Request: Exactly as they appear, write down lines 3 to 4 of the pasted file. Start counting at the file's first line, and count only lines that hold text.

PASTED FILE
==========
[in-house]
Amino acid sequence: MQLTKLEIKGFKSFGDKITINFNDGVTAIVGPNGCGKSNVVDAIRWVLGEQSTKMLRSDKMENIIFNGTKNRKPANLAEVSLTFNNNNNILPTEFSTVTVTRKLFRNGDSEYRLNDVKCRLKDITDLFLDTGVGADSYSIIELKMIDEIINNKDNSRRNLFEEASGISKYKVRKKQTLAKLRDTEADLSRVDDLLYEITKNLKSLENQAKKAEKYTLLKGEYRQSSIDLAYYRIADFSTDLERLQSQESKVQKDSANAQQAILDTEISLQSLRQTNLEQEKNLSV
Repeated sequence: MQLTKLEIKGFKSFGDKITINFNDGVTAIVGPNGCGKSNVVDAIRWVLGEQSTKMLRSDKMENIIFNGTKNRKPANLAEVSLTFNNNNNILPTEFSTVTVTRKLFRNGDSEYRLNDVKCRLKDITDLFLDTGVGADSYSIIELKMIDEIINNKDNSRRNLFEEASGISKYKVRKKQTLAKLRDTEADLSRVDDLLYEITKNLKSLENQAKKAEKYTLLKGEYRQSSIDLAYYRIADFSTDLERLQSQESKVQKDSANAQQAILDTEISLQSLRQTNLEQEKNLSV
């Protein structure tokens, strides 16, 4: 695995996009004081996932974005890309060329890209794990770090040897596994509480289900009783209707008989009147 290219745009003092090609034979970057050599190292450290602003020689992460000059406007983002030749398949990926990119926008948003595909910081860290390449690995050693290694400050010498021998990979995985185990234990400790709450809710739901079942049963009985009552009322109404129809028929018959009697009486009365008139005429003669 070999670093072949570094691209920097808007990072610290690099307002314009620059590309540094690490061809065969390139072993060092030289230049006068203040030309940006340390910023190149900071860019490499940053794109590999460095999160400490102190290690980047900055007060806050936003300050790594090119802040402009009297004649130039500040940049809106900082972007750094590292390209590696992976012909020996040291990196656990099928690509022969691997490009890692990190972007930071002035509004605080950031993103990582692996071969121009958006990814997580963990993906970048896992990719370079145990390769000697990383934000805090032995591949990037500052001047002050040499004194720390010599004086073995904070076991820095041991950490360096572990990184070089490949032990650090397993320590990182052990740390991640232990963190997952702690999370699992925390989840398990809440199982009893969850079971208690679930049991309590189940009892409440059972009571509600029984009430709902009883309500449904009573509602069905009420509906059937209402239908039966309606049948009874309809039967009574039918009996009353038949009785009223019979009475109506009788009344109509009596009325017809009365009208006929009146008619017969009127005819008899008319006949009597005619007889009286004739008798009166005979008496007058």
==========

Repeated sequence: MQLTKLEIKGFKSFGDKITINFNDGVTAIVGPNGCGKSNVVDAIRWVLGEQSTKMLRSDKMENIIFNGTKNRKPANLAEVSLTFNNNNNILPTEFSTVTVTRKLFRNGDSEYRLNDVKCRLKDITDLFLDTGVGADSYSIIELKMIDEIINNKDNSRRNLFEEASGISKYKVRKKQTLAKLRDTEADLSRVDDLLYEITKNLKSLENQAKKAEKYTLLKGEYRQSSIDLAYYRIADFSTDLERLQSQESKVQKDSANAQQAILDTEISLQSLRQTNLEQEKNLSV
């Protein structure tokens, strides 16, 4: 695995996009004081996932974005890309060329890209794990770090040897596994509480289900009783209707008989009147 290219745009003092090609034979970057050599190292450290602003020689992460000059406007983002030749398949990926990119926008948003595909910081860290390449690995050693290694400050010498021998990979995985185990234990400790709450809710739901079942049963009985009552009322109404129809028929018959009697009486009365008139005429003669 070999670093072949570094691209920097808007990072610290690099307002314009620059590309540094690490061809065969390139072993060092030289230049006068203040030309940006340390910023190149900071860019490499940053794109590999460095999160400490102190290690980047900055007060806050936003300050790594090119802040402009009297004649130039500040940049809106900082972007750094590292390209590696992976012909020996040291990196656990099928690509022969691997490009890692990190972007930071002035509004605080950031993103990582692996071969121009958006990814997580963990993906970048896992990719370079145990390769000697990383934000805090032995591949990037500052001047002050040499004194720390010599004086073995904070076991820095041991950490360096572990990184070089490949032990650090397993320590990182052990740390991640232990963190997952702690999370699992925390989840398990809440199982009893969850079971208690679930049991309590189940009892409440059972009571509600029984009430709902009883309500449904009573509602069905009420509906059937209402239908039966309606049948009874309809039967009574039918009996009353038949009785009223019979009475109506009788009344109509009596009325017809009365009208006929009146008619017969009127005819008899008319006949009597005619007889009286004739008798009166005979008496007058």